Adventurer plans solo kayak journey from CA to Maui

Adventurer plans solo kayak journey from CA to Maui
Published: Aug. 10, 2012 at 7:21 PM HST|Updated: Aug. 11, 2012 at 2:11 PM HST
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HONOLULU (HawaiiNewsNow) - Experts are calling it the kayaking equivalent of climbing Mount Everest. It's only been done one other time in history. Now, a self-proclaimed "professional explorer" is hoping to kayak solo from California to Hawaii. He launches this weekend.

48 year old Wave Vidmar - yes, "Wave" is his name - has made it his personal goal to kayak 3,100 miles from the Monterey Peninsula to Maui - with no support boats. His customized, tandem kayak will be a tight squeeze over two months.

"Being in small quarters, that's a tough deal," says Vidmar, "and to not have anywhere you can go, not to just be able to get up and walk around, stretch your legs. That, I've spent actually quite a bit of time mentally preparing for."

Other things to prepare for - everything from loneliness and isolation to sharks and hurricanes. He'll bring enough food for 80 days and a filter to get potable water - plus solar-powered electronics, like a laptop loaded with music and movies, satellite and mobile phones, and cameras. Vidmar says he's been visualizing this trip for some time.

"Basically, I've been in living in that kayak for many, many days before I've even gotten into it. I went through all the procedures of how I'd bathe and clean, cook, repair equipment, do the videography," Vidmar explains.

This isn't the first - or even the toughest - expedition for Vidmar. In 2004, he traveled from Siberia to the North Pole.

"It's funny. A bee sting or a mosquito will really bother me, but large waves and doing battle with polar bears or alligators, I quite like, and I feel comfortable with," he adds with a laugh.

If he paddles an average of eight hours a day, Vidmar expects he'll arrive on Maui within 45 to 65 days. The first thing he'll likely do once he gets here: eat a cheeseburger and take a shower.

Copyright 2012 Hawaii News Now. All rights reserved.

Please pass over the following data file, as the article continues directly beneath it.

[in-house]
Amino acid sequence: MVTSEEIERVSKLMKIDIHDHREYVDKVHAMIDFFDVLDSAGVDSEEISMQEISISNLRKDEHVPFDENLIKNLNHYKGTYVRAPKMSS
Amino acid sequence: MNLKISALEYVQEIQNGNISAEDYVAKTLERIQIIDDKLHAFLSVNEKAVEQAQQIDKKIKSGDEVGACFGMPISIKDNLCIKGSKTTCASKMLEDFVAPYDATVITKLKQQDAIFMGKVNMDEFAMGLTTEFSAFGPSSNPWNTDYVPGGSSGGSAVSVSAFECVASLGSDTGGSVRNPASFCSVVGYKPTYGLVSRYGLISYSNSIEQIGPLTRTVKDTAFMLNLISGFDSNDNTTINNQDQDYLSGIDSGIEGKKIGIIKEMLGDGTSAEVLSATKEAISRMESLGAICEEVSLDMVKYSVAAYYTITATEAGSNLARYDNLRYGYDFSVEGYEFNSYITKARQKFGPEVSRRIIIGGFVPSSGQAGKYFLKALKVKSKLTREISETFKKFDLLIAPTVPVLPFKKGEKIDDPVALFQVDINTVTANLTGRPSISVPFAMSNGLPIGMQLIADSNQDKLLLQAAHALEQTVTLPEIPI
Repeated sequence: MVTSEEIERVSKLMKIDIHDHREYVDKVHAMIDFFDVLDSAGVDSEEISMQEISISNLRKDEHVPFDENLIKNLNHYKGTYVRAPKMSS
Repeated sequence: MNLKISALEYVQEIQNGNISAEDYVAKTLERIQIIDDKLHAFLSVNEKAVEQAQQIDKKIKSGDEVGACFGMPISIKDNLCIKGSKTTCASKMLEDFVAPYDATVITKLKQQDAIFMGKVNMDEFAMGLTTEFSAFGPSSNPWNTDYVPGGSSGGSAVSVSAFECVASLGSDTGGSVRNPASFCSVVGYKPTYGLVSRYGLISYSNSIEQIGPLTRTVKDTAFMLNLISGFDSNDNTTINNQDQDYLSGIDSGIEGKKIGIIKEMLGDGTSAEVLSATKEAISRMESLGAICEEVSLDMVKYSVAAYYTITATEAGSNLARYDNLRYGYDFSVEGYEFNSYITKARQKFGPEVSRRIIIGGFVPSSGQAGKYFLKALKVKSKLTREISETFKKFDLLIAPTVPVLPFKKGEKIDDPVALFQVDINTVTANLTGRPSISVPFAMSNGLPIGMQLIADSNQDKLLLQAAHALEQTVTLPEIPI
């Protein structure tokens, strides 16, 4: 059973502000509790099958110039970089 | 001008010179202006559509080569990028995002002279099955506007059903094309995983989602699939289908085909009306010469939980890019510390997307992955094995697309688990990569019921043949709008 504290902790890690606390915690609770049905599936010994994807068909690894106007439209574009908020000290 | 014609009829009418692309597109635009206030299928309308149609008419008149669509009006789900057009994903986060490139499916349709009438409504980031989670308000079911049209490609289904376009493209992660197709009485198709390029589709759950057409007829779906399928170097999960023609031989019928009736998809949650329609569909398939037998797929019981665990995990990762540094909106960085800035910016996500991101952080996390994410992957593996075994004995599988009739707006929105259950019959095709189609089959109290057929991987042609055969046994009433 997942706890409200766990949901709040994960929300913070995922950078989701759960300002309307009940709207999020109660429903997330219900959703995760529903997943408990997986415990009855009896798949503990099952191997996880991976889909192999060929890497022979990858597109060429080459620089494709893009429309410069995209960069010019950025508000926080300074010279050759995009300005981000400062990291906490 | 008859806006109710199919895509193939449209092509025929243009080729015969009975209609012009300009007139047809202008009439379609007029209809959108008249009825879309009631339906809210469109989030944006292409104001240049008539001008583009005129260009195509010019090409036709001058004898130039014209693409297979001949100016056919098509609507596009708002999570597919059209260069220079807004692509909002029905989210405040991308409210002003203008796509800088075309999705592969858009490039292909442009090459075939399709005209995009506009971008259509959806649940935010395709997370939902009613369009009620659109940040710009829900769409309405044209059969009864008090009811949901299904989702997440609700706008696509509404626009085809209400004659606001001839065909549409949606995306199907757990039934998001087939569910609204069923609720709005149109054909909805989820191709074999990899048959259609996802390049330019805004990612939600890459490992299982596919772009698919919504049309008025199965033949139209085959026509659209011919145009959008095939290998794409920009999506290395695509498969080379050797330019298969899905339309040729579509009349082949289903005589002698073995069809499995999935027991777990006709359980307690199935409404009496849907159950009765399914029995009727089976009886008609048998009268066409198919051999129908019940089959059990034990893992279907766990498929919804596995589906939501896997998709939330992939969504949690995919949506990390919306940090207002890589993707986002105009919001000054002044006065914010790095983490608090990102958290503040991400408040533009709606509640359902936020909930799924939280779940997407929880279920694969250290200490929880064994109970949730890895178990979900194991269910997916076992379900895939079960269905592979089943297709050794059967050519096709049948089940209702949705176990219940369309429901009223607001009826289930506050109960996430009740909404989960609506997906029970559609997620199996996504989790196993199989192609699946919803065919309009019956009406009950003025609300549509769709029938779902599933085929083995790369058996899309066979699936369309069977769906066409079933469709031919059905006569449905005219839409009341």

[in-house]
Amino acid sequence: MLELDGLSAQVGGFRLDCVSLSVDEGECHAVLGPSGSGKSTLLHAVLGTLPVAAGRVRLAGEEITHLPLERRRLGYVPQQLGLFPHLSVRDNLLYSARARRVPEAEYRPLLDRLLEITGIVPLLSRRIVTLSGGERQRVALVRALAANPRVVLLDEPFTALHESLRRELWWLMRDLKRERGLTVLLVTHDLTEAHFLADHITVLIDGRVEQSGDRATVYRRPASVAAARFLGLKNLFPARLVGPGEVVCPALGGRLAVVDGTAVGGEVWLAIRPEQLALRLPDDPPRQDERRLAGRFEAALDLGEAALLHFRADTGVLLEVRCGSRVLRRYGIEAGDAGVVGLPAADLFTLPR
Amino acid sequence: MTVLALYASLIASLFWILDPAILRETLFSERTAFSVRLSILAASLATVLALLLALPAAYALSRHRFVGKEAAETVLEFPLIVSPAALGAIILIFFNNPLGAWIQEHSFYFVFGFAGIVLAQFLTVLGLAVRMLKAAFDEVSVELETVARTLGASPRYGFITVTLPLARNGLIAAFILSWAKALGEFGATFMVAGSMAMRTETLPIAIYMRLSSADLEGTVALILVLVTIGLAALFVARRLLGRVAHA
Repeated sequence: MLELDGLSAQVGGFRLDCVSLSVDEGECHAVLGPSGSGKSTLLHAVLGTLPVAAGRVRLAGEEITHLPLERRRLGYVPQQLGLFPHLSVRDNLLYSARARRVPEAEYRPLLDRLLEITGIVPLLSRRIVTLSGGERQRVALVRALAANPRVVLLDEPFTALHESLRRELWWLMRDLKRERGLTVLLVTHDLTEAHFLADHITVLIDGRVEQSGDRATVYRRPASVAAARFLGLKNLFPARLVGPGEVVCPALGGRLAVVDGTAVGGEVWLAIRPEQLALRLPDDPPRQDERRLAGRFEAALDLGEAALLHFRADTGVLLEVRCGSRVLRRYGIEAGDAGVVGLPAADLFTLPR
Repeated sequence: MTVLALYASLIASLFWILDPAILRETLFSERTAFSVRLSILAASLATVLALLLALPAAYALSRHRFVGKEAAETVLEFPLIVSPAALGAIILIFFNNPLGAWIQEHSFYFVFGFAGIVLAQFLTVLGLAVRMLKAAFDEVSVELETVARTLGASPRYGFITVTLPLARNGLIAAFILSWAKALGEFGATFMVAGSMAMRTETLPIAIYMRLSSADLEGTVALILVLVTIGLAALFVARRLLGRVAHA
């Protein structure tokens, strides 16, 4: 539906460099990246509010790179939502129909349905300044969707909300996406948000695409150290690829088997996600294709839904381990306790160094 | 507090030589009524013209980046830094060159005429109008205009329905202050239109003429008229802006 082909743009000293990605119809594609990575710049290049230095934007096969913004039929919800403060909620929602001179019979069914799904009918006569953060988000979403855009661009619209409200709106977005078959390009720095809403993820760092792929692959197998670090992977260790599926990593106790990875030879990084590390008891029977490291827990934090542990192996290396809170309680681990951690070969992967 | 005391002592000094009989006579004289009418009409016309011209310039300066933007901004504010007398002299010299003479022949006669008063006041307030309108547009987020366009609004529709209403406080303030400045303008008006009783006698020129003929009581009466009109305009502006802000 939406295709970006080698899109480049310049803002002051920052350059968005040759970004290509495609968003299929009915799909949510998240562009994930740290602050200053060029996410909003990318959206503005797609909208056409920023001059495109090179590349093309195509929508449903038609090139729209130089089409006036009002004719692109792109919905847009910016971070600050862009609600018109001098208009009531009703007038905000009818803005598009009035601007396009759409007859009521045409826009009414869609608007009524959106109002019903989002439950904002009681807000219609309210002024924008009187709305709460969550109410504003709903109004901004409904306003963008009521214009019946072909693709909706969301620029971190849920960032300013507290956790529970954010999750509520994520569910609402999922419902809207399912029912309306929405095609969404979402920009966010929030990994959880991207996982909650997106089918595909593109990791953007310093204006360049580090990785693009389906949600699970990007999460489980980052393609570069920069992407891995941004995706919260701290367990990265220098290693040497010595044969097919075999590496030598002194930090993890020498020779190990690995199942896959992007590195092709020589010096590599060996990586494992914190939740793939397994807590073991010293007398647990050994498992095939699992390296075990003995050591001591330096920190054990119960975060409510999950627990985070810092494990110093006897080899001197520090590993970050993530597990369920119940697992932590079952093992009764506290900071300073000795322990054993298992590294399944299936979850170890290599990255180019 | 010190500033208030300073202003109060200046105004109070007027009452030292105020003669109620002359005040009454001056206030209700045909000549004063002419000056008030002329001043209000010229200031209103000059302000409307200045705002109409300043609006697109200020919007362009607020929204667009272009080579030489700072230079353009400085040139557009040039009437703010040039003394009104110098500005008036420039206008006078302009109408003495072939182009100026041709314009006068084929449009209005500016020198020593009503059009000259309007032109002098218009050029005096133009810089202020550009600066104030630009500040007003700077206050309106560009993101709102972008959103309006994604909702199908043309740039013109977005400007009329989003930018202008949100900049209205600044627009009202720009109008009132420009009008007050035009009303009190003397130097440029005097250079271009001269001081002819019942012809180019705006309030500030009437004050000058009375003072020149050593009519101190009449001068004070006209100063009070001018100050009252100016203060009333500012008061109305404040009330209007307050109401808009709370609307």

How long will the expedition take? Approximately 45-65 days

What is the distance between San Francisco and Honolulu? 2047 miles in a straight line,

'as the crow flies.' My route is 3,100+ miles long.

There are other people with you, right? No, there are no shadow or support boats, just me.

Why are you doing this? Personal challenge, pushing the limits of what humans are capable

of, to inspire others, a strong educational component, and light research

Has this expedition ever been done before? Yes, once, in 1987. It's never been attempted

before or since.

How will you get drinking water? Using manual desalinators –water makers - I can pump

seawater through special filters to get potable water. It makes about 5 liters per hour.

What will you do if there's a storm? Ride it out. I'm even prepared for a potential hurricane.

How will you go to the bathroom? I'll hang over the side

Will you be fishing? Yes, I love sushi! But I won't count on fish for my daily food rations.

How have you been training for this expedition? Kayaking, bicycling, swimming, and

weights - I've been training for over a year and a half for this expedition.

Are you using sea anchors? Yes, I have three.

What happens when you sleep at night, won't you drift away? No, once I am off-shore my

route can vary hundreds of miles.

How will you sleep? I am using a tandem kayak and will stretch out inside between the two


How will you stay dry at night? I have two different covers: a hard cover that allows the kayak

to roll and self-right, and a lighter weight nylon cover.

How will you get power for your electronics? Using flexible solar panels strapped to the

deck of my kayak. They recharge the batteries and electronic devices on my kayak.

How long will you paddle every day? Roughly 8 hours, give or take. I'll let my body, and at

times, the weather, decide.

What happens if you get sick? I can talk with my expedition doctors and I carry an extensive

first aid kit.

How will you move about your kayak? By deploying inflatable sponsons and pontoons for

stability. In calm seas I can scoot about the kayak without aid.

Will you have pontoons for stabilization? Yes

Loneliness, isolation…. How will you deal with this? I generally don't get lonely, and I can

call anyone at anytime, send/receive emails, and have lots of things to do when I'm not

paddling, like wash clothes, conduct lite research functions, etc...

How much food will you bring? Approx 2.5lbs of food a day for 80 days.

How will you carry everything you need for 2+ months? Everything I need to survive - food,

water makers, gear, spare parts etc, all fits in my tandem kayak.

What will you do for entertainment? I have lots of music and hundreds of movies I can

watch. I'll also compose and record music during the expedition.

How will you cook your food or heat up water? Using an expedition JetBoil stove in a

special mount I designed, I can safely cook and paddle at the same time.

How many calories a day will you consume? Approximately 5,500 calories per day

What dangers will you face? Giant waves, being run over by ships that will never see me,

storms, hurricanes. Floating debris from the Japan Tsunami last year is probably my biggest


What about sharks? I'm not too worried about them. I have a special shark-repellant pattern

painted on the bottom of my kayak to repel Great White shark attacks. The pattern mimics pilot

fish and lion fish, both species that sharks avoid.

How big are the sharks you might encounter? The Great White sharks are around 17-20 feet long and can weigh 2 tons.